While students from all over the world are offered to turn ideas into thriving businesses, the UK is dwarfed by the likes of the United States. Statistics show a majority of successful start-up founders actually being from other countries, at an impressive 55%. Even those who choose to return to their home countries after their graduation will not sever all their links with the UK and will likely maintain connections for international collaborations, partnerships, business deals and much more than will be mutually beneficial to the UK, the countries of the students and the students themselves.

 

Findings such as this should have and retain their importance for UK policymakers as many countries would be more than happy to take the talent that the UK will not accept.

 

Adding the current labour and skills shortages to the mix, international students are still highly desirable. Many sectors, keep seeking highly-educated and skilled workers despite their vocality. The National Health Service, in particular, has a high number of vacancies and will always be happy to take bright healthcare graduates. Beyond health and social care, there are shortages in sectors such as IT, laboratory technicians, creatives, educators, and many more. You may refer further to the Shortage Occupations List (SOL), which is due for review early next year.

A Mutually Beneficial Agreement

 

There is more to life than just money and jobs, however, the advantages of integrating more international students are highly apparent. In exchange for high-quality education, students provide funding to universities while contributing to their academic standing at the same time. British universities are a staple in ‘top 10’ and ‘top 100’ best university lists. This is an impressive feat because many competitors are presumably bigger and richer countries with higher financial stability.

 

The long-term impact of each highly educated individual far outweighs the personal impact of their careers and the salaries they make. British institutions do instill a love for learning and knowledge that lasts a lifetime. Students are also provided with a wide variety of extracurriculars in the form of clubs and sports teams. Extracurriculars outside schools are also enticing for most, such as :

 

  • Participating and supporting a variety of sports,

 

  • A rooted live music scene spanning concerts and acts of varying scales,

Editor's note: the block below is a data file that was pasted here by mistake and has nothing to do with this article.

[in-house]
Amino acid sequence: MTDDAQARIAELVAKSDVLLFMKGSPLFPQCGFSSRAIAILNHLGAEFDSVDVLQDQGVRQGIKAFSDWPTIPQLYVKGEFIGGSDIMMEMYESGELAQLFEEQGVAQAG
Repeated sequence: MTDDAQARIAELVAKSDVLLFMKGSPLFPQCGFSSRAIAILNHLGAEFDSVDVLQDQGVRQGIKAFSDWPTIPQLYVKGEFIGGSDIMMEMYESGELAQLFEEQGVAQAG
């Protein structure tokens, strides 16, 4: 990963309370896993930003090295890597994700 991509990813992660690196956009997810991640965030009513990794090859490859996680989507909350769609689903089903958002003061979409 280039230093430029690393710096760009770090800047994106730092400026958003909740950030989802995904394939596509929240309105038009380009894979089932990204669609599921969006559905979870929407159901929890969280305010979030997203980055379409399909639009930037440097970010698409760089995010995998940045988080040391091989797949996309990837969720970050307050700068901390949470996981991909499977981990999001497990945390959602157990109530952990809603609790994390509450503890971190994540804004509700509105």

• Multicultural atmosphere,

 

  • Ease of access to Europe, 

 

Not to mention the language they learn their subjects in is a global one. Essentially, this brings students one step closer to becoming global citizens.

 

As for the UK itself, there is much to be gained from international students. Students returning home who have enjoyed their experience studying in the UK will maintain a knowledge and affection that can have huge value for the UK, ranging from tangible diplomatic power in the geopolitical arena to lifelong friendships between people who otherwise may never have met. It is arguably the UK’s most effective instrument of soft power, and its value is priceless.

Implications

 

As with many priceless things, it is something that is much easier to break than to build, and once broken, may be beyond fixing. A reputation for a world-class education is one thing, but so is a reputation as an unwelcoming country that will take one of its most valuable exports for granted can be hard to shift. Even if there are no new restrictions imposed, the fact that it was even suggested will make students thinking of coming to the UK think twice, especially against a backdrop of years of ugly anti-immigration rhetoric from the UK government. Countries like the US, Germany, France and Canada will be more than happy to take advantage of this stance.

 

The UK government should not be trying to destroy one of its country’s most valuable products and instead should be doing even more to encourage international students to come to the UK.